Featured Research

from universities, journals, and other organizations

Deformable mirror corrects errors

Date:
May 14, 2014
Source:
Fraunhofer-Gesellschaft
Summary:
Very high power is needed to cut or weld using a laser beam. But this creates its own problem: the beam’s energy deforms the mirrors that are focusing it to a point. When this happens, the beam expands and loses intensity. A new type of mirror can deform itself so as to correct this unwanted deformation.

Thermic-piezoelectric deformable mirror to be used in high power laser systems.
Credit: Fraunhofer IOF

Very high power is needed to cut or weld using a laser beam. But this creates its own problem: the beam's energy deforms the mirrors that are focusing it to a point. When this happens, the beam expands and loses intensity. A new type of mirror can deform itself so as to correct this unwanted deformation. It will be presented at the Optatec trade fair in Frankfurt from May 20 to 22.

Lasers are used in manufacturing to cut materials or weld components together. Laser light is focused to a point using various lenses and mirrors; the smaller the focal point and the higher the energy, the more accurately operators can work with the laser. So, turn up the power and off you go, right? It is not that simple because when laser power increases, the mirror heats up accordingly, causing it to deform. A deformed mirror cannot effectively focus the laser; the focal point gets bigger and laser power falls away.

Precisely correcting unwanted deformation

Scientists are working on ways of making the mirrors more temperature-resistant and getting rid of the deformation. However, this difficult undertaking only works up to a point. Researchers at the Fraunhofer Institute for Applied Optics and Precision Engineering IOF in Jena are pursuing a completely different approach. "We've developed a mirror that doesn't prevent deformation by the laser, but corrects it," explains Dr. Claudia Reinlein, from Fraunhofer IOF. "By deliberately heating up the mirror to a precisely controlled level, we balance out the unwanted deformation by the laser."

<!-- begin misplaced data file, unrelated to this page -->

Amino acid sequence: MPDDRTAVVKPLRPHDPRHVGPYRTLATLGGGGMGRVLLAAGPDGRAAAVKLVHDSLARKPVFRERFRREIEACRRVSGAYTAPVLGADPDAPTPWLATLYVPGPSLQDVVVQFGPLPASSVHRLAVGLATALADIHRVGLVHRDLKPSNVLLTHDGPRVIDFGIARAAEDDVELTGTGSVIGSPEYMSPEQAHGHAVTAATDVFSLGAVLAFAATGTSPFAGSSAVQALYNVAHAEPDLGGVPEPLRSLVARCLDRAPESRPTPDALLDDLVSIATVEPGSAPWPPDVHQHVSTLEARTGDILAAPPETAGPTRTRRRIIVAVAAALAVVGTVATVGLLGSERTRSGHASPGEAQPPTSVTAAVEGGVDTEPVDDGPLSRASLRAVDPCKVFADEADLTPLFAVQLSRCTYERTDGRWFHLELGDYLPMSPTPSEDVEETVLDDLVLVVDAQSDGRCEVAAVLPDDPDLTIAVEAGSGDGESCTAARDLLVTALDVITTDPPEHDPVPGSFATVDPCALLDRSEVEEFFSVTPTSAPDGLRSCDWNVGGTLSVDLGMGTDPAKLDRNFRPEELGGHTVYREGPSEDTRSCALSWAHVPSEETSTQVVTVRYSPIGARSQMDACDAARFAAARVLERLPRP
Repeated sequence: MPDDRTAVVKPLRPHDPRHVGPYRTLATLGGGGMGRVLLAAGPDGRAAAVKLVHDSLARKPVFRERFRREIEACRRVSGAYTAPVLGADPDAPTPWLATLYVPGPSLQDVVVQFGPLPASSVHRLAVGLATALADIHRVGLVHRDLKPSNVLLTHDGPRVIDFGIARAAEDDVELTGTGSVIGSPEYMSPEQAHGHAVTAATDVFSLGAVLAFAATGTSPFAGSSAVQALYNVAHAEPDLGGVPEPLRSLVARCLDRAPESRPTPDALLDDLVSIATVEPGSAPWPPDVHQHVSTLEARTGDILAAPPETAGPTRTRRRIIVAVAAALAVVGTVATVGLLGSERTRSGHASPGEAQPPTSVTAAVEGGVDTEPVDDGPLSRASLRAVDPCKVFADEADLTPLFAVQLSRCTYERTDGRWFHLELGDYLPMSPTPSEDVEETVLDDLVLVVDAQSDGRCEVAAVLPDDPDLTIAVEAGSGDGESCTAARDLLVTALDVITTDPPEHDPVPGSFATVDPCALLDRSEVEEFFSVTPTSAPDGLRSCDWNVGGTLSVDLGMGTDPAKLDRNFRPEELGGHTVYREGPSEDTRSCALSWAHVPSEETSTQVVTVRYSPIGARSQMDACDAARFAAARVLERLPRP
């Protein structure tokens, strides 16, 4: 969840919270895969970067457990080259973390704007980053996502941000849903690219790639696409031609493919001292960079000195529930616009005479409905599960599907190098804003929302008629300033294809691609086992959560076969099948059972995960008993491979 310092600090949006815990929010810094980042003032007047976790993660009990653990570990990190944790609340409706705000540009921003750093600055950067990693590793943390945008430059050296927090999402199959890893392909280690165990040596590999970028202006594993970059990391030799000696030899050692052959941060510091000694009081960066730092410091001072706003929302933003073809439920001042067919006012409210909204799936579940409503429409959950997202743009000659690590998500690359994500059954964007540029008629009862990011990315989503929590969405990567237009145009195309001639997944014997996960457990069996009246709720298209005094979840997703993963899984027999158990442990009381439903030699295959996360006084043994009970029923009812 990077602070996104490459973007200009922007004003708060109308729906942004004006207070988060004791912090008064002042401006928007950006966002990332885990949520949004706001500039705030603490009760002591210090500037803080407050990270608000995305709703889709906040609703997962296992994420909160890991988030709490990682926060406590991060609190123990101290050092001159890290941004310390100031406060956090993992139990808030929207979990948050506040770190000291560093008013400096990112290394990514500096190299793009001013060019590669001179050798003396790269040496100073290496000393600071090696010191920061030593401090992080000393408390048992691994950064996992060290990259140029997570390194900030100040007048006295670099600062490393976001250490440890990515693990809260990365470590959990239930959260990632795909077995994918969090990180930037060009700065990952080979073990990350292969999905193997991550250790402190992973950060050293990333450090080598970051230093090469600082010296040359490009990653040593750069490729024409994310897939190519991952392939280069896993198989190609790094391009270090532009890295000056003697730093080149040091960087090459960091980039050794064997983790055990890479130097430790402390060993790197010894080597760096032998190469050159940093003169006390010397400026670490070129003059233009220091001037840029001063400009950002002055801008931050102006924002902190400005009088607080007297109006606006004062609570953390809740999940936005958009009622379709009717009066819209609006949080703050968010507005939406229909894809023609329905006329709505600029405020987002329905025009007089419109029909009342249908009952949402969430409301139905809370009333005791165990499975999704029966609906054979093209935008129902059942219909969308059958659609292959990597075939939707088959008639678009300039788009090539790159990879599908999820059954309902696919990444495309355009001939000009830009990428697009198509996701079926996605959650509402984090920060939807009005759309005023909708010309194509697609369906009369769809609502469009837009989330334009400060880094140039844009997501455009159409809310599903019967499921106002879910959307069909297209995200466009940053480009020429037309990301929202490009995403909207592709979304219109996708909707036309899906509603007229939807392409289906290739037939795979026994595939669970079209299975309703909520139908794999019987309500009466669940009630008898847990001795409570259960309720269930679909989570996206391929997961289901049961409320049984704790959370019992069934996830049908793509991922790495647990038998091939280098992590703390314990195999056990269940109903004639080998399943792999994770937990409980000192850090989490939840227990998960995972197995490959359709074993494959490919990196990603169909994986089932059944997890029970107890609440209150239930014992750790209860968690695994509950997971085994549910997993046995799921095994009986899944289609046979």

Working with colleagues from Fraunhofer IKTS and Ilmenau University of Technology, the scientist designed a ceramic mirror with a copper layer on the front and built-in temperature sensors and filaments. When a laser beam heats up the mirror, the sensors detect the change. Software calculates how strongly the mirror is deforming from the heat and sends a corresponding current of electrical power through the filaments. These heat up accordingly and balance out the unwanted deformation. On the back of the mirror, the researchers have fitted a piezoelectric layer that can also deform the mirror and correct all further errors that could disrupt the laser beam. The scientists have already developed a prototype of the mirror and are presenting it at the Optatec trade fair in Frankfurt am Main from May 20 to 22 (hall 3, booth D50). Currently the researchers still have to control the system manually, but the mirror should be able to correct deformations automatically in future.

Lasers as "guardian angels" for satellites

Applications for the deformable mirror are not restricted to factories: satellites are also set to benefit from the breakthrough. If satellites collide with larger particles of dust, they can suffer serious damage. In the near future -- around five to ten years from now -- a laser beam could protect them against such danger: if a high-power laser is directed at the dust particle, the beam can push the particle outward and change its path to avoid collision with the satellite. However, one problem is that atmospheric turbulence can alter the laser beam; which is where the deformable mirror can come to the rescue. First the researchers send a beam from a separate laser into the atmosphere and analyze how the turbulence changes it. Based on this data, they can then deform the mirror using the filaments and a piezoelectric layer such that the laser beam hits the dust particle with just the right focus.